Let me take that comparison and take it a step further. This is what watching Boogiepop and Others is really like.
It’s episode one. We’re on a school rooftop. A character with brown hair and brown eyes looks wistfully out across the sky and says to no one, “…to get to the other side.” We won’t see her again for the rest of the episode. Instead, we’ll cut to some other people, and maybe a homeless man. They’ll talk about drugs and also, their favorite kinds of birds. One of them suddenly has a heart attack and dies. Next episode, some people in a classroom will talk vaguely about an urban legend. Then, some other brown-haired-brown-eyed people will take some drugs, and then a character will mention that they once heard a criminal psychologist mention a chicken. Three episodes later, another character with slightly browner hair will ask a grim reaper, “why did the chicken cross the road?” Smash cut to Brown Hair Brown Eyes #1 whispering “…he never got to the other side” before getting decapitated by a genderqueer grim reaper. The end!
Does that sound like fun to you? To me, YES! To other people, NO!
One big complaint in particular is that characters feel empty because their identities and motivations are kept secret for so long. Because of this, it makes it hard to care about all of these people popping in and out of the story, especially since they’re mostly talking about plot points that we don’t understand yet.
Me, I like when a story is open-ended. I’m patient, I’ll stick around for six episodes to learn a character’s name and motivations, I don’t care! But other people, understandably, will care. It’s hard to get attached to a character you don’t really know. Yes, there’s the thrill of a mystery, but it’s hard to sell a mystery if it’s just, like, “who the fuck is this girl, the student president? Do I need to care about her?”
Another issue with the series is that a lot of characters look very similar to one another. It’s not necessarily a flaw in the character designs, either…though it should be noted that there is no crazy anime hair to be found here, so you are seeing A LOT of brown haired people that you WILL get confused with every other brown haired person. Really, the problem is more that there are SO MANY characters. And when these people blip in and out with few discernible traits (until five episodes later when they finally matter, that is), you start losing track no matter how invested in the story you are.
The characters aren’t bad, either. In reality, all of the vagaries are intentional. Once characters become fleshed out, multiple pieces of the story will start to click together. It’s fantastic, and after the initial confusion, it makes each every bit of information feel very rewarding. A perfect example of this would be the recent “Boogiepop at Dawn” arc, which adapts a prequel storyline from the light novels. Once viewers are presented with Kirima Nagi’s backstory, all of her skills and the reason she’s fighting finally illuminates what’s been going on up until that point. This narrative structure gives the series a lot of replay value – if you’re invested, you’ll want to go back and rewatch with the fresh new eyes you’ve been given.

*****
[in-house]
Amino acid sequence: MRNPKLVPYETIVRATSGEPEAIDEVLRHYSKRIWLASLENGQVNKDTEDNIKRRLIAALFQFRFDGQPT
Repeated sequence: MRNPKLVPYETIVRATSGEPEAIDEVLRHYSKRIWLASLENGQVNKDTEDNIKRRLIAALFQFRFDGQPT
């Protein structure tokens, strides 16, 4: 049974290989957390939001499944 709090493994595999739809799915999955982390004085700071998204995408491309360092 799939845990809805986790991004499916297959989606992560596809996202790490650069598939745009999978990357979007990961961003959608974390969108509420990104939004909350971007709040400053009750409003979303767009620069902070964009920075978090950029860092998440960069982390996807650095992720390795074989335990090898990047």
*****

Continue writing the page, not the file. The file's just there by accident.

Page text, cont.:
But again…the problem is getting invested in the first place. If you don’t like it the first time around, you’re not going to want to go back and rewatch. But some people will, and those people sticking around will be ENTHRALLED.
Perhaps part of the reason I can give the series so much wiggle-room when it comes to its narrative anomalies is because I’ve been introduced to the world before. I’ve seen Boogiepop Phantom and I’ve even checked out the first light novel. I already know that its worldbuilding works in mysterious ways, so it’s not as jarring as it is to newcomers. It’s possible that Boogiepop and Others (2019) just isn’t a great place to start, since it’s not interested in presenting its story in an accessible way. But, then again, the entire series is very anti-accessibility.
I don’t know. It’s hard to explain. I recommend it but, also, I don’t?
I’ll just say this: Boogiepop is great, but only if you’re into it. You’ll know if it’s for you or not. Hopefully my rambles have given you some kind of idea whether it’s your thing. And if it is your thing, you’re going to become UTTERLY CONSUMED by it just like I have.
(I hope you become consumed by it, because hoo boy, have I got about a thousand theories that I would like to share with you!)